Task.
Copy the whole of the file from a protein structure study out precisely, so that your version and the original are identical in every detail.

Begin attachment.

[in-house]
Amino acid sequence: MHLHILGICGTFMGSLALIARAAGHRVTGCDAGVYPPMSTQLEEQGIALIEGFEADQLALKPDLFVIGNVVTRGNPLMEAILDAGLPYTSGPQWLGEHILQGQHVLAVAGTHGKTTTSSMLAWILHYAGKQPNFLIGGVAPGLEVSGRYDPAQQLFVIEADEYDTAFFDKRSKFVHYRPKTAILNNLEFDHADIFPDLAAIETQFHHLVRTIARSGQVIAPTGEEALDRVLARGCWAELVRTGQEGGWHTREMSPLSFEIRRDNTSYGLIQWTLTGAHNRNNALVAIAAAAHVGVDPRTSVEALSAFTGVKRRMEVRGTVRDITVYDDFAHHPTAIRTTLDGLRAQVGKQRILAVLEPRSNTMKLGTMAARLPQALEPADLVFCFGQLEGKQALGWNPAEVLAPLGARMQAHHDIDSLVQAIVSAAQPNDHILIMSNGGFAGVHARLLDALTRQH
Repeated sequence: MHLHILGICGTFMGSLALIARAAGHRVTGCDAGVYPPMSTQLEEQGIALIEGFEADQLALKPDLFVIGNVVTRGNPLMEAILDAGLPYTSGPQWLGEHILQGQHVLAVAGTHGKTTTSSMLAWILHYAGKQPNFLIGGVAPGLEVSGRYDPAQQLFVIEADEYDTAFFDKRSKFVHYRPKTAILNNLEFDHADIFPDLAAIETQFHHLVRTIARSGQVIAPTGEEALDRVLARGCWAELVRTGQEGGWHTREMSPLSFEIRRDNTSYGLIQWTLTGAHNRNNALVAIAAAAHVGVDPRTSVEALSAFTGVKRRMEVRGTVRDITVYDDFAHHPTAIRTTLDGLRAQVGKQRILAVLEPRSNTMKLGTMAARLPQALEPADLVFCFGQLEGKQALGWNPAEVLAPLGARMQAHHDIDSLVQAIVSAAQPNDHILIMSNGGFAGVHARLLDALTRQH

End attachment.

[in-house]
Amino acid sequence: MHLHILGICGTFMGSLALIARAAGHRVTGCDAGVYPPMSTQLEEQGIALIEGFEADQLALKPDLFVIGNVVTRGNPLMEAILDAGLPYTSGPQWLGEHILQGQHVLAVAGTHGKTTTSSMLAWILHYAGKQPNFLIGGVAPGLEVSGRYDPAQQLFVIEADEYDTAFFDKRSKFVHYRPKTAILNNLEFDHADIFPDLAAIETQFHHLVRTIARSGQVIAPTGEEALDRVLARGCWAELVRTGQEGGWHTREMSPLSFEIRRDNTSYGLIQWTLTGAHNRNNALVAIAAAAHVGVDPRTSVEALSAFTGVKRRMEVRGTVRDITVYDDFAHHPTAIRTTLDGLRAQVGKQRILAVLEPRSNTMKLGTMAARLPQALEPADLVFCFGQLEGKQALGWNPAEVLAPLGARMQAHHDIDSLVQAIVSAAQPNDHILIMSNGGFAGVHARLLDALTRQH
Repeated sequence: MHLHILGICGTFMGSLALIARAAGHRVTGCDAGVYPPMSTQLEEQGIALIEGFEADQLALKPDLFVIGNVVTRGNPLMEAILDAGLPYTSGPQWLGEHILQGQHVLAVAGTHGKTTTSSMLAWILHYAGKQPNFLIGGVAPGLEVSGRYDPAQQLFVIEADEYDTAFFDKRSKFVHYRPKTAILNNLEFDHADIFPDLAAIETQFHHLVRTIARSGQVIAPTGEEALDRVLARGCWAELVRTGQEGGWHTREMSPLSFEIRRDNTSYGLIQWTLTGAHNRNNALVAIAAAAHVGVDPRTSVEALSAFTGVKRRMEVRGTVRDITVYDDFAHHPTAIRTTLDGLRAQVGKQRILAVLEPRSNTMKLGTMAARLPQALEPADLVFCFGQLEGKQALGWNPAEVLAPLGARMQAHHDIDSLVQAIVSAAQPNDHILIMSNGGFAGVHARLLDALTRQH